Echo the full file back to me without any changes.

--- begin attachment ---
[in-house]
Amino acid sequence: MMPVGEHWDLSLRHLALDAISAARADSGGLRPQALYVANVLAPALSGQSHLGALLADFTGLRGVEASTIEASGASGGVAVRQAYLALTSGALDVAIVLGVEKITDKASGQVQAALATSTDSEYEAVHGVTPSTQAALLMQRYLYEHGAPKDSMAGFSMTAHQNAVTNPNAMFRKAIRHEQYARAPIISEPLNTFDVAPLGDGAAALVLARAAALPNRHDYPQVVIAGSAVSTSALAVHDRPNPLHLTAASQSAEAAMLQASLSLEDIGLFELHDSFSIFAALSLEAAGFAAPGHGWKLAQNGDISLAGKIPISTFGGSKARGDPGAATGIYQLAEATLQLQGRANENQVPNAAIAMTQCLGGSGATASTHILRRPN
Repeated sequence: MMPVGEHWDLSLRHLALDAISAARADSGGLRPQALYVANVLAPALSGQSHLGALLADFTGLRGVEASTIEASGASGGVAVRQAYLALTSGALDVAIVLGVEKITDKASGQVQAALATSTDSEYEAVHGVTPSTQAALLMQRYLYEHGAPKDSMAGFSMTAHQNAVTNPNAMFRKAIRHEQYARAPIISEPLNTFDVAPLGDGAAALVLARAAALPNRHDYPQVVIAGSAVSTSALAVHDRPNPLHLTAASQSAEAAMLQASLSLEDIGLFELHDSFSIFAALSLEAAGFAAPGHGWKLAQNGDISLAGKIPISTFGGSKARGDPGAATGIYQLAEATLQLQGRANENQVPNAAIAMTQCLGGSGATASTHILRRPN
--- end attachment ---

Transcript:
[in-house]
Amino acid sequence: MMPVGEHWDLSLRHLALDAISAARADSGGLRPQALYVANVLAPALSGQSHLGALLADFTGLRGVEASTIEASGASGGVAVRQAYLALTSGALDVAIVLGVEKITDKASGQVQAALATSTDSEYEAVHGVTPSTQAALLMQRYLYEHGAPKDSMAGFSMTAHQNAVTNPNAMFRKAIRHEQYARAPIISEPLNTFDVAPLGDGAAALVLARAAALPNRHDYPQVVIAGSAVSTSALAVHDRPNPLHLTAASQSAEAAMLQASLSLEDIGLFELHDSFSIFAALSLEAAGFAAPGHGWKLAQNGDISLAGKIPISTFGGSKARGDPGAATGIYQLAEATLQLQGRANENQVPNAAIAMTQCLGGSGATASTHILRRPN
Repeated sequence: MMPVGEHWDLSLRHLALDAISAARADSGGLRPQALYVANVLAPALSGQSHLGALLADFTGLRGVEASTIEASGASGGVAVRQAYLALTSGALDVAIVLGVEKITDKASGQVQAALATSTDSEYEAVHGVTPSTQAALLMQRYLYEHGAPKDSMAGFSMTAHQNAVTNPNAMFRKAIRHEQYARAPIISEPLNTFDVAPLGDGAAALVLARAAALPNRHDYPQVVIAGSAVSTSALAVHDRPNPLHLTAASQSAEAAMLQASLSLEDIGLFELHDSFSIFAALSLEAAGFAAPGHGWKLAQNGDISLAGKIPISTFGGSKARGDPGAATGIYQLAEATLQLQGRANENQVPNAAIAMTQCLGGSGATASTHILRRPN